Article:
“Working in the developing world gives you opportunities,” said Mauricio Esteban Rodas Espinel, mayor of Quito. He noted that, unlike Western cities where personal car usage is very high, 73 percent of Quito already uses public transport. “There’s a tremendous opportunity to provide high-quality service for all.”

But Espinel also said that when Quito began looking into acquiring electric buses, there was significant uncertainty over battery technologies and how they would interact with the city’s high altitude. They couldn’t get a clear answer.

Solomon Kidane Zegeye, deputy mayor of Addis Ababa, said that although the “leapfrogging” potential of new mobility is often touted, most new mobility solutions are still designed for developed countries first. This makes it difficult to adapt them to contexts with less existing infrastructure or technical expertise. For example, he noted the electricity supply for Addis is limited and not very reliable, and there are fewer skilled electricians to service electric vehicles. For Zegeye, success is simply increasing the number of trips per resident in the city beyond the current 1.2 a day, creating a more mobile society.

“Before going the last mile, you have to start with the first,” said Alioune Badiane, president of the Senegal-based Urban Think Tank Africa. Africa needs approximately $100 billion in infrastructure investment every year. How can new mobility services complement mass transit systems when there are no public options, or when there are poor or non-existent road networks? The challenge, Badiane said, is making up for this infrastructure backlog – primarily through government subsidies – amid an environment where “everything has to happen today.”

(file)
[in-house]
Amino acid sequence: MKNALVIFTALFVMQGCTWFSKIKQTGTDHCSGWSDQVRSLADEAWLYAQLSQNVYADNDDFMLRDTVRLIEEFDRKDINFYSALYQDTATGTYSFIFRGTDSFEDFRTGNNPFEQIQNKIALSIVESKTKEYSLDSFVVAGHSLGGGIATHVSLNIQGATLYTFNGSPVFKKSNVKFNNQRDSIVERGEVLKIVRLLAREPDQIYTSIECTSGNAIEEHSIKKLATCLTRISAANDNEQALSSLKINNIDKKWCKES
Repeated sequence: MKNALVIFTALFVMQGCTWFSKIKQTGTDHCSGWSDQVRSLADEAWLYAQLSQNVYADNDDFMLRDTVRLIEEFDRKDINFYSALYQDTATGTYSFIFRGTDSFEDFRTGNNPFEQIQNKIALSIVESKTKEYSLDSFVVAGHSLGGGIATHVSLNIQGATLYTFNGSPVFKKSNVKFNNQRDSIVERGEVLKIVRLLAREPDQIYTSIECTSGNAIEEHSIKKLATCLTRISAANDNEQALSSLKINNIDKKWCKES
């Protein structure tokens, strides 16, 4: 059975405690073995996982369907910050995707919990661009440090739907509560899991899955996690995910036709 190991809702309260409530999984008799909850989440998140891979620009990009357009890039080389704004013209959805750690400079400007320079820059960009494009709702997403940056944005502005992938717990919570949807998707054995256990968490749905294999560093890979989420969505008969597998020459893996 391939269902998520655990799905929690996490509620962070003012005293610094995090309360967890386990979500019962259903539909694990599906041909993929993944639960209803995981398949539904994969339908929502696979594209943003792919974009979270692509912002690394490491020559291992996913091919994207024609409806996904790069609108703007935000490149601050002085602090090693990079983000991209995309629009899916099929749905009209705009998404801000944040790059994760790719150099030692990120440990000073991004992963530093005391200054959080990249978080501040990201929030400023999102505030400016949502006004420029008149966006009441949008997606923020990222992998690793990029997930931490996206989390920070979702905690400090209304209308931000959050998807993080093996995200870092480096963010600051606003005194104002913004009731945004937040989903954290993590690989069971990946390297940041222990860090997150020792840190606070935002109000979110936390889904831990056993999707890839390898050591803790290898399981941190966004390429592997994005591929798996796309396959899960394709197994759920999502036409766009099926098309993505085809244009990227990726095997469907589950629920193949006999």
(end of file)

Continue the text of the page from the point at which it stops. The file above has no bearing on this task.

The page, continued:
When it comes to the potential of new mobility technologies, said Jarrett Walker, author of Human Transit, “we have to be skeptical, but not cynical.”

Transforming Transportation is an annual conference co-hosted by the World Bank and WRI Ross Center for Sustainable Cities in Washington, DC. This year’s theme is “Will New Mobility Deliver Sustainable Transport For All?” Tune in to the livestream and follow the conversation on Twitter following #TTDC19.

Schuyler Null is a Communications Associate for WRI Ross Center for Sustainable Cities.

Talia Rubnitz is a Communications Specialist at WRI Ross Center for Sustainable Cities.

Hillary Smith is an intern on the communications team for WRI Ross Center for Sustainable Cities.